However, the higher rate tax (40%) band starts at ~£50k a year so every £1 donated above that costs 60p 

(Working on a longer explainer on this which updates this piece UK Income Tax & Donations — EA Forum (effectivealtruism.org) but you can check out the underlying spreadsheet which create these graphs here: UK Income tax (including NI) - Google Sheets)

Apologies for the delay in response - it has been a busy month at work!

Thank you for asking!! I have a lot of suggestions on this so have been trying to legibly structure my thoughts.

However, it has ended up turning into a bit of a monster answer and tbh replying to this comment is blocking me doing effective giving posts.

So I'm going to prioritise writing those this week and get back to you later.

Thanks for understanding!

Fantastic post and thank you for articulating this! I feel really similarly doing workplace organising - a lot of the value seems to be driven from connecting people to other people that take doing good seriously. 

Some people struggle to work out what the EA community is supposed to do for them, or what the point of it all is. For what it's worth, my experience has been that this confusion extends to all levels of seniority within the community. But for me, participating in the community was the obvious way to counter the attrition Brooks warned of. I tend to agree that you will tend to become more like those around you, but that applies to people other than your colleagues, and you can choose who those people are! Maybe those 'EAs' even find what you are doing praiseworthy, but a lot of the power is just in feeling less weird for trying.

I often feel like people working at core EA orgs forget how valuable this is for the vast majority of EAs, who do not work with other EAs. Almost everyone I know outside EA, from my parents to my colleagues to my neighbours, is not seeking to improve the wider world with any significant fraction of their resources. They're just getting on with their lives and trying to do right by the people they meet. To the extent they are aware of my giving, their attitude is one of curious fascination.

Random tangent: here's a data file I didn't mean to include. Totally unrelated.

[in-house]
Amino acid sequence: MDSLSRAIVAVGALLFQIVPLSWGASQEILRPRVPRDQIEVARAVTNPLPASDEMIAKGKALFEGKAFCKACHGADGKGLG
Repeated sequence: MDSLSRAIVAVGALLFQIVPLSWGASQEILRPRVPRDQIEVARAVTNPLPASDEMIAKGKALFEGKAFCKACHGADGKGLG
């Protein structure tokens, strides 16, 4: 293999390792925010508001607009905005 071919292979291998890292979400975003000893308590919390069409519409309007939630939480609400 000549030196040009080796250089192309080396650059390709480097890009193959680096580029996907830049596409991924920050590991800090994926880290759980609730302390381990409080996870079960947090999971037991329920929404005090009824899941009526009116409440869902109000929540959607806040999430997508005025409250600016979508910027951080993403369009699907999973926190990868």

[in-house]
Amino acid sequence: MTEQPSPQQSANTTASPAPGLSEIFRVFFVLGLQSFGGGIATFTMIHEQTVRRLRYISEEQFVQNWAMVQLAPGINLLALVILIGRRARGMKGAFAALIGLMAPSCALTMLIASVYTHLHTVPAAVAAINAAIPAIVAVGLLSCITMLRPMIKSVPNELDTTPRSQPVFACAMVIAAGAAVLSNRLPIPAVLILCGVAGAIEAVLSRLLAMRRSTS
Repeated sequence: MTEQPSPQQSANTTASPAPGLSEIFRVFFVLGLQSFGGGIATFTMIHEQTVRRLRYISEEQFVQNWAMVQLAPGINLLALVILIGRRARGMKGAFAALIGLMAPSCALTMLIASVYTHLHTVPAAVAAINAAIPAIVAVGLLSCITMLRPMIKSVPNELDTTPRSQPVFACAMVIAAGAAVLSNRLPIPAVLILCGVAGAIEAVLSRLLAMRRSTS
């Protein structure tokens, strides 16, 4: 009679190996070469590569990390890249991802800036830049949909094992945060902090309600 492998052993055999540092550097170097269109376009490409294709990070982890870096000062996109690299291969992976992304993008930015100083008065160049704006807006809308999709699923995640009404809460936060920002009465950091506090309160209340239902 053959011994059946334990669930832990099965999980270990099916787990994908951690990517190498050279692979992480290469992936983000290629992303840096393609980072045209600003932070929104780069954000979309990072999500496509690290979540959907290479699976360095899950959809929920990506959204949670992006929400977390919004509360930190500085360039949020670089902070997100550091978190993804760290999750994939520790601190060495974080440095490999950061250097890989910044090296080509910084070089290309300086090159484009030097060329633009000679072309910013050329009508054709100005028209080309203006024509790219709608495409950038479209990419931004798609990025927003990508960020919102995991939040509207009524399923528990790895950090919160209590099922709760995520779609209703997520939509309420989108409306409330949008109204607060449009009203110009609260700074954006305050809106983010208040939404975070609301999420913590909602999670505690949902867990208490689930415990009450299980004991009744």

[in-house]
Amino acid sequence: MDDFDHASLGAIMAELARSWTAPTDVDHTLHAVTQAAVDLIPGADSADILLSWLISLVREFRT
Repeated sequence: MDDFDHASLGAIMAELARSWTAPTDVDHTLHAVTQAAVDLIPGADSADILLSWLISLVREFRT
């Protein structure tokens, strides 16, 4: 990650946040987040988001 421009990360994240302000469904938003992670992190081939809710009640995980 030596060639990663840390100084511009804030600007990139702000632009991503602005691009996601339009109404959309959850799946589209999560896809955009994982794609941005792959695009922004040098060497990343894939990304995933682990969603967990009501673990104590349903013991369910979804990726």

Do you have thoughts on what you'd like to see more of in community building to support E2Gers? I'd be particularly curious about what you think made a difference when you were younger vs now

Oh wow!!! We'd love that!!!

I can arrange for there to be a physical certificate for you to sign.

Hi Mohammad - apologies for the delay in my response. 

I understand how you feel. It was easy to get caught up in the opportunities to get lots of money to tackle the suffering and pressing problems in the world. But, retrospectively I think this was a big mistake on their part and everyone involved in EA needs to take a serious look at their approach to risk. 

Hopefully, we can avoid falling into this trap again in the future. 

Thank you! That's very kind! 

I feel similarly about finding EA later in my life - I heard about it when I was a few years into my career rather than in university. I'm glad I did because if I'd heard about it in uni, I could imagine it becoming my whole deal. I've got a lot of value from working a normie corporate job first and I'm glad a lot of my friends really don't care about EA at all. 

One of my other half-written drafts is about the benefits of doing graduate training at an employer that churns out dozens of graduates a year rather than a small EA organisation (where the quality of management, mentorship, training and support is more variable). I think the 80k advice on career capital for new grads is great and getting people to think about their long term output (thinking 20-30 years head rather than just 5) is excellent, but I think their ideas for initial first jobs are limited (and so obviously written by cerebral oxford grads who would have access to top of the range opportunities). 

IMO they underrate graduates spending their first few years post-grad joining professions where there are existing networks and professional ethics requirements. Examples would be law/accountancy/engineering/medicine/teaching etc. I think there are downsides (time requirement, skills you might not use later) but I think there are benefits to having a more diverse non-academia EA talent pipeline and I want to spread effective giving into those spaces!! Having the pipeline mostly filled with early start up employees, policy people and management consultants is high risk - none of these roles are accountable to external ethical or professional standards. Plus, having worked in international tax, I now have opinions on potentially high impact tax policy work that isn't obvious to people without that background - I like being able to bring a different perspective.

***

Good for you on bad criticisms! Keep at it 💪